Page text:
Judas Priest – Diamonds And Rust (1982)

Personally, I am pissed that Velvet Revolver split up. They were a) a far more viable band than Axl Rose’s solo efforts under the G’N’R name and b) the last bastion of sleaze rock out here. And do we ever need more of that! Their second album “Libertad” was brilliant (funny enough the only false moment on it was a cover of ELO’s “Can’t Get it Out of My Head” but I don’t think any band could save that song). In their early going they did covers to flesh out their live set including “Psycho Killer.”

Velvet Revolver, “Psycho Killer” (2007)

Not only does this version have some serious swing and swagger, something not associated with the art rock darlings The Talking Heads, it shows off a side of Slash’s guitar playing that is not often seen–that is his ability with a slide, an underused implement for contemporary six-stringers.

Leave it to a metal/funk/rock/tribal/classical band like Faith No More (amazing as it is to recall but there was a time around 1989 where it seemed that this was going to be the band of 1990s, but then Nirvana came along) to resurrect this chestnut from the 1970s disco-prog group Sparks, allowing Mike Patton to show off his little-used falsetto.

Faith No More, “This Town Ain’t Big Enough For Both of Us” (1998)

While hard rock and metal bands have pulled songs into their fold, rarely does the favour flow in the other direction except in novelty form, like Dread Zeppelin (reggae covers of Led Zeppelin sung by an Elvis Presley impersonator), Apocalyptica (Finnish chamber quartet doing Metallica) or Hayseed Dixie (AC/DC done as bluegrass).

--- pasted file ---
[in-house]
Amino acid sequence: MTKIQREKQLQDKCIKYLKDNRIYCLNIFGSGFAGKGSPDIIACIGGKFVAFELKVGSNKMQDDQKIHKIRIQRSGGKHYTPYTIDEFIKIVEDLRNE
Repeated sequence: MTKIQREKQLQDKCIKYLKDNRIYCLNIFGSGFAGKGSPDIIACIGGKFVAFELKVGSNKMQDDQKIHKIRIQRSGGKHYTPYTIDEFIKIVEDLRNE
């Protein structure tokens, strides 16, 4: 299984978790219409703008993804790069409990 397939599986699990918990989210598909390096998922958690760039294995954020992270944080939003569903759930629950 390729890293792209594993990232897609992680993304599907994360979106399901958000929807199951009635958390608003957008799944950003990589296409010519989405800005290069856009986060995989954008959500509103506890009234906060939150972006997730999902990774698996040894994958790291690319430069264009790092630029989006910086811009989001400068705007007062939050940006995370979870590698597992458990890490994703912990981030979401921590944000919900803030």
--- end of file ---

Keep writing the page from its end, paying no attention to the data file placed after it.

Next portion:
An exception is Tori Amos. A prolific cover artist, the chanteuse has released a full album of them, an EP, and participated in numerous tribute records, recording everyone from The Smiths to the Rolling Stones to the Boomtown Rats to Neil Young to Nirvana to Leonard Cohen. Here is some grainy footage of her transforming Slayer’s “Raining Blood,” the punishing closer to 1986’s “Reign in Blood,” into a dirge.

Tori Amos, “Raining Blood” (2006)

Needless to say, it is considerably slower than the original; it is in fact more than twice as long. It’s also worth noting that for a singer whose audience is largely women and is as invested in covers as she is, she has never (to my knowledge) recorded a song by another female artist.